Red Pepper is made from the ground fruit of a plant in the Capsicum family. The fruits, commonly known as “chilies” or “chili peppers,” are fiery red or orange pods which rarely grow to more than 4 inches in length. The ground product ranges from orange-red, to deep, dark red. According to the American Spice Trade Association, “Red Pepper” is the preferred name for all hot red pepper spices. Cayenne Pepper is another name for the same type of product. Some manufacturers use the term Cayenne Pepper to refer to a hotter version of Red Pepper.
India, South America and the United States.
Traditional Ethnic Uses
Red Pepper is used to achieve the characteristically hot flavor of Mexican, Creole, Cajun, Thai, Szechuan, and Indian cooking. It also is used in chili, Spanish rice, and barbecue sauce as well as meats, salads, and casseroles.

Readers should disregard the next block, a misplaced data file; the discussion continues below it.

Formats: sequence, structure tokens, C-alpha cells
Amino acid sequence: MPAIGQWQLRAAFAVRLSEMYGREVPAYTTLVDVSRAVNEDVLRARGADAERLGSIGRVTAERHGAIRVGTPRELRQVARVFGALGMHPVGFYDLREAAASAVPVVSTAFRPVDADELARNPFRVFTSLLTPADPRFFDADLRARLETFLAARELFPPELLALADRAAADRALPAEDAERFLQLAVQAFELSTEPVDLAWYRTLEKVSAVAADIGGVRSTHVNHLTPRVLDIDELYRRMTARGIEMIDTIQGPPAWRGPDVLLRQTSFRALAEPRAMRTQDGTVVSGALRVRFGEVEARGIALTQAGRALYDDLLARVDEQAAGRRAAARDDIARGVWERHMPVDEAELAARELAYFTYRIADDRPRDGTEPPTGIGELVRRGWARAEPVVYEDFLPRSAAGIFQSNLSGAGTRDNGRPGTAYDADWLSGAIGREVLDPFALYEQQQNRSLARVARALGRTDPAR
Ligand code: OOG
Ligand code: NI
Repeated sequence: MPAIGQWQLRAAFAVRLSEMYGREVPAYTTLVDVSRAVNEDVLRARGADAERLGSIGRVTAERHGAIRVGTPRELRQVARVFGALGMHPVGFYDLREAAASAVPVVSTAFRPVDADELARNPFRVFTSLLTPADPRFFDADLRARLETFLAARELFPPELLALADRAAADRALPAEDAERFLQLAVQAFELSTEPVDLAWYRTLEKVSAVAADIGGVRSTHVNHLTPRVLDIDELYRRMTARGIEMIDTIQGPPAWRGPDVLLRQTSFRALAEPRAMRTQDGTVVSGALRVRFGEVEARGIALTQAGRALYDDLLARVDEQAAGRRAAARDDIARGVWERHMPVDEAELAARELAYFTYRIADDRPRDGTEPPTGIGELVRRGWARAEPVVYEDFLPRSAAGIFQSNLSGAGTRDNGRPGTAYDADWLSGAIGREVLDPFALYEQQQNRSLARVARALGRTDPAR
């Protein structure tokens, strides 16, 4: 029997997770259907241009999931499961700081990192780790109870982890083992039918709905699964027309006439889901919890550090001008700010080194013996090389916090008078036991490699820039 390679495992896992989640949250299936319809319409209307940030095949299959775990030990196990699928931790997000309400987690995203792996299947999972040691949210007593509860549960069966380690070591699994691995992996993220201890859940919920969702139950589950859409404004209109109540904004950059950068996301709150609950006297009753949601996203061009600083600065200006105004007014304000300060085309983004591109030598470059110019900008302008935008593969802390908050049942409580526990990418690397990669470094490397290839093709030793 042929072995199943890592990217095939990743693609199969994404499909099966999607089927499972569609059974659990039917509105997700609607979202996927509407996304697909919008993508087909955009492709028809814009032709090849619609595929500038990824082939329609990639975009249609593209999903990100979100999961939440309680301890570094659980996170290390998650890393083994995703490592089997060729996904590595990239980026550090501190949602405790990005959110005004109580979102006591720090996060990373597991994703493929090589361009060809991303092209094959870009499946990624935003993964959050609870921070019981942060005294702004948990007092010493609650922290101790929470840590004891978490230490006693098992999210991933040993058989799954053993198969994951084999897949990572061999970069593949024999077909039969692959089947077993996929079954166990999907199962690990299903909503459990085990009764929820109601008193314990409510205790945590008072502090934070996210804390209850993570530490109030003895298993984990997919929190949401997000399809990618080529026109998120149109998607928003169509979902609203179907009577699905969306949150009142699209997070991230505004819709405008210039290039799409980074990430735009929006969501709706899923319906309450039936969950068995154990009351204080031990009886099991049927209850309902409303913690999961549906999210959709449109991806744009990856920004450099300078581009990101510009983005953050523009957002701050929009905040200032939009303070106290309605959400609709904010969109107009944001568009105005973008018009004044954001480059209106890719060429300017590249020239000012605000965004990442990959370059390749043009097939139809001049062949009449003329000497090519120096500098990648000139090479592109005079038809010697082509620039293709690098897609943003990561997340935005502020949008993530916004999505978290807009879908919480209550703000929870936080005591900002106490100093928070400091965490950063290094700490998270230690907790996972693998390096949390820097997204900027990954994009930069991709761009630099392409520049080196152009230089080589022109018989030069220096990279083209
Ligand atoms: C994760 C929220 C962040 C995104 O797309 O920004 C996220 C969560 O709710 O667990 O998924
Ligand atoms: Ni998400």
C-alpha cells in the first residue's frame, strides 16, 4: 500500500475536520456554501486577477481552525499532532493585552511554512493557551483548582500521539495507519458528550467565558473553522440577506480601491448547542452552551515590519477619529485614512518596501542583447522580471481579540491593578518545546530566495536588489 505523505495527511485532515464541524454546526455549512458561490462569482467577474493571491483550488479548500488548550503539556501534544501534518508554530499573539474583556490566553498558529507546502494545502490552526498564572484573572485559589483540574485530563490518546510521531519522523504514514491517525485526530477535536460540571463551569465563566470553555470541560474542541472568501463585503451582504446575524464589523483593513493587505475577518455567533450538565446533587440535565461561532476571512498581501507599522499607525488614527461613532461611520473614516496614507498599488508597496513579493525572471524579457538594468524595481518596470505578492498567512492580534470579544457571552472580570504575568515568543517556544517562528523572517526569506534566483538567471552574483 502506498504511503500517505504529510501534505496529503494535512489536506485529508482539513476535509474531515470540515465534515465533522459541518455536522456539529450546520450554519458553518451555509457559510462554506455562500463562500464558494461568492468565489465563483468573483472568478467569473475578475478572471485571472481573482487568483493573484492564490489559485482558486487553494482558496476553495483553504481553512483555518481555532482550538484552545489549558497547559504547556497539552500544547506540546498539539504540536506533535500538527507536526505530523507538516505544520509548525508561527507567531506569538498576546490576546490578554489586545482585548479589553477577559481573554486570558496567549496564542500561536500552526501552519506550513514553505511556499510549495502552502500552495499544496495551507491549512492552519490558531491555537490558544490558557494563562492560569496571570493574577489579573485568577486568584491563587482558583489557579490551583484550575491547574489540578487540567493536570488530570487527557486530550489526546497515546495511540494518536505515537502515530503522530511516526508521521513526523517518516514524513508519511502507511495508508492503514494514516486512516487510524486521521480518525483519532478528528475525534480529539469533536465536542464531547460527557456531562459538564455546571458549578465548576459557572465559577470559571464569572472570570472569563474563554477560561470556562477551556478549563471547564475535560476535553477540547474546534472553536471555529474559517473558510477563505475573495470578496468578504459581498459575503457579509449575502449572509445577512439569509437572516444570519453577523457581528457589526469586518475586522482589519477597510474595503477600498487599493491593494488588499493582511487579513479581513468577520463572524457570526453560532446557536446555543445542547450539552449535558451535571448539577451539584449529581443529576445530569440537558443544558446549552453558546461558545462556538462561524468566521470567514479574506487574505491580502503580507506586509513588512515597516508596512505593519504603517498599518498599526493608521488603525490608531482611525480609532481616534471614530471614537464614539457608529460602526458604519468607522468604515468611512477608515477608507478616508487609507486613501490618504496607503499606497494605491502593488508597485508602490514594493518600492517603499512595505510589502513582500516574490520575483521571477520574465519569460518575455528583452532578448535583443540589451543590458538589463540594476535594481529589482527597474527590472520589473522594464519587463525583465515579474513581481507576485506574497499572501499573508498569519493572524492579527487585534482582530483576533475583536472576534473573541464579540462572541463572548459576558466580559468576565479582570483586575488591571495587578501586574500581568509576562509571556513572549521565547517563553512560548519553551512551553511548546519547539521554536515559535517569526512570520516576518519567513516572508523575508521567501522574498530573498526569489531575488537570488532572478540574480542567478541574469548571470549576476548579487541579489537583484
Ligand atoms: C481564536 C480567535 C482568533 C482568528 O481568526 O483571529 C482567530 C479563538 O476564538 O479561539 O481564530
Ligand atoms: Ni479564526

Taste and Aroma Description
Red pepper is a pungent, hot powder with a strong bite.
History/Region of Origin
Capsicum peppers are native to Mexico, Central America, the West Indies, and parts of South America. The Spanish discovered the pods in the New World and brought them back to Europe. Before the arrival of Spaniards, Indians in Peru and Guatemala used capsicum medicinally to treat stomach and other ailments.
A Few Ideas to Get You Started
Use small amounts of Red Pepper. It is a biting condiment, and the flavor intensifies as it is cooked. For a spicy snack, add ground Red Pepper and salt to hot oil; saute blanched almonds until golden. Or add a dash of Red Pepper, onion, cheese, and bacon to beaten eggs for scrambled eggs or omelet. Try adding Red Pepper to barbecue steak sauce. Use it to marinate or baste steaks.